“Leadership in AI will be a vital element of economic and military power over the next several decades,” says Horowitz. “And Canada is a good example of a country trying to take advantage of this critical technology,” pointing to our top-notch university system and robust immigration. He names Israel, Singapore, Japan and France are other countries with the potential to raise their global status once algorithms replace manpower as an essential component of military superiority.

Certainly the Trudeau government has not been shy in its excitement over AI, or stingy in throwing money at firms developing the technology. “Canada is a world leader in AI,” crows federal Innovation, Science and Economic Development minister Navdeep Bains in an interview from Montreal in December, where he was handing out $6.3 million in funding to a variety of local AI firms. “We firmly believe we are in a global innovation race and [Ottawa] has to step up and play an active role.”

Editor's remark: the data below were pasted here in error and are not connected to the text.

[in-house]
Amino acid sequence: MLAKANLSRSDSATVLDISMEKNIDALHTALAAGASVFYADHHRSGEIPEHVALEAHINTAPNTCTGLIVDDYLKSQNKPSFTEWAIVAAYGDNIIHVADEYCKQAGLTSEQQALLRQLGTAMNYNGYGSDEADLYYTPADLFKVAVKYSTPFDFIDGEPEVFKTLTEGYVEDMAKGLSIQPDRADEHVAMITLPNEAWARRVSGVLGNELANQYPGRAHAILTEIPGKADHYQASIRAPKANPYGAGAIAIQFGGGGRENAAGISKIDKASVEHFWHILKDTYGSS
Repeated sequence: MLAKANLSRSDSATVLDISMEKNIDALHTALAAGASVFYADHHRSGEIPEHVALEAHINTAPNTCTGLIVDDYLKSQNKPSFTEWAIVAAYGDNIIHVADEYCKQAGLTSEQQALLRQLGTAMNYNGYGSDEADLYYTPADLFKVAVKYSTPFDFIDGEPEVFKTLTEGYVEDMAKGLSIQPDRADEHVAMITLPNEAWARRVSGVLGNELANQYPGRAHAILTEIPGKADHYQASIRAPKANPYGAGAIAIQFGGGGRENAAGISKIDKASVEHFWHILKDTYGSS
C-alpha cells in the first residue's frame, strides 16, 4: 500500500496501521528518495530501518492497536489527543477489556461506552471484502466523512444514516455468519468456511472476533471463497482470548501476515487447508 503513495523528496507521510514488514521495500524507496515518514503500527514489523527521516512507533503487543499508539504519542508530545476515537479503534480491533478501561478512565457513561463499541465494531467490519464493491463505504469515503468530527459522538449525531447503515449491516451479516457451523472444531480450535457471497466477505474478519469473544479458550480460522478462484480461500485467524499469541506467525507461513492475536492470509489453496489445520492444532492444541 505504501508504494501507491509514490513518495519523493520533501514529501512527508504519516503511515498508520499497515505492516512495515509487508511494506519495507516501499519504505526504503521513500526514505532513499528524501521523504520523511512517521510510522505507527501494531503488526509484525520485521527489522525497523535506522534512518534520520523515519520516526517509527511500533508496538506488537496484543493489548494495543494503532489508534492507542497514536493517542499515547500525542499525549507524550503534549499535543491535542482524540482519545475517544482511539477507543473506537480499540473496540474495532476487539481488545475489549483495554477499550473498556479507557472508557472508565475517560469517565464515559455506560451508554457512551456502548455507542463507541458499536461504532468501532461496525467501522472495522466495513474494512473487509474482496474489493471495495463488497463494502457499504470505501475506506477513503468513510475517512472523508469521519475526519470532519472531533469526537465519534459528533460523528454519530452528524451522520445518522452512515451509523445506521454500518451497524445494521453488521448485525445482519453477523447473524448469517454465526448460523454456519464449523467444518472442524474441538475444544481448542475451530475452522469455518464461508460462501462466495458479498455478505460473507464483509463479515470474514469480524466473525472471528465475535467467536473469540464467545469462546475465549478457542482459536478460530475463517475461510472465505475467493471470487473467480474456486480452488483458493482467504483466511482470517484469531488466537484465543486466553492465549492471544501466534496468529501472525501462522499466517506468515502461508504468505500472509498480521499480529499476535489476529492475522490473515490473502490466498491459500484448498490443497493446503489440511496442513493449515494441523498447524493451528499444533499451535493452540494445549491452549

Of course there’s a crucial distinction to be made between becoming a leader in a new technology with military applications, and wanting to use that to project power. Whatever the future might hold, it appears most Canadians are uninterested in leveraging AI dominance for broader strategic gain. “AI offers great benefits to society,” says Bains. “But we also need to make sure AI reflects Canadian values,” vowing to turn Canada into a world leader in ensuring the emergent technology “promotes human rights, diversity and equality” rather than any darker impulses.